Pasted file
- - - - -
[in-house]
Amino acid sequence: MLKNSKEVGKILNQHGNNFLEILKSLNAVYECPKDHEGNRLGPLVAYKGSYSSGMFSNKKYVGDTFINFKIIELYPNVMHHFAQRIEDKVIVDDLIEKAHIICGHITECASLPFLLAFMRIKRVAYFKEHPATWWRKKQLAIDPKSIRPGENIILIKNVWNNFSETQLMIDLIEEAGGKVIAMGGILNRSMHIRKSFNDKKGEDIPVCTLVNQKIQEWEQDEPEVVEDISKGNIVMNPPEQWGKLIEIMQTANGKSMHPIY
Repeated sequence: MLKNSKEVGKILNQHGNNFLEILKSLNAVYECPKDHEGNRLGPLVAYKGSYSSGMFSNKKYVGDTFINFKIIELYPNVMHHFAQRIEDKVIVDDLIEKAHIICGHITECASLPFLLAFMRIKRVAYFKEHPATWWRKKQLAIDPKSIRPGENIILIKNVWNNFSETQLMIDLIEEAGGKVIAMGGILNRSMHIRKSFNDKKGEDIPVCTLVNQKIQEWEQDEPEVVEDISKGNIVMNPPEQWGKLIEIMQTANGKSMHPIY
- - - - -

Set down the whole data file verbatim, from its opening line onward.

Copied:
[in-house]
Amino acid sequence: MLKNSKEVGKILNQHGNNFLEILKSLNAVYECPKDHEGNRLGPLVAYKGSYSSGMFSNKKYVGDTFINFKIIELYPNVMHHFAQRIEDKVIVDDLIEKAHIICGHITECASLPFLLAFMRIKRVAYFKEHPATWWRKKQLAIDPKSIRPGENIILIKNVWNNFSETQLMIDLIEEAGGKVIAMGGILNRSMHIRKSFNDKKGEDIPVCTLVNQKIQEWEQDEPEVVEDISKGNIVMNPPEQWGKLIEIMQTANGKSMHPIY
Repeated sequence: MLKNSKEVGKILNQHGNNFLEILKSLNAVYECPKDHEGNRLGPLVAYKGSYSSGMFSNKKYVGDTFINFKIIELYPNVMHHFAQRIEDKVIVDDLIEKAHIICGHITECASLPFLLAFMRIKRVAYFKEHPATWWRKKQLAIDPKSIRPGENIILIKNVWNNFSETQLMIDLIEEAGGKVIAMGGILNRSMHIRKSFNDKKGEDIPVCTLVNQKIQEWEQDEPEVVEDISKGNIVMNPPEQWGKLIEIMQTANGKSMHPIY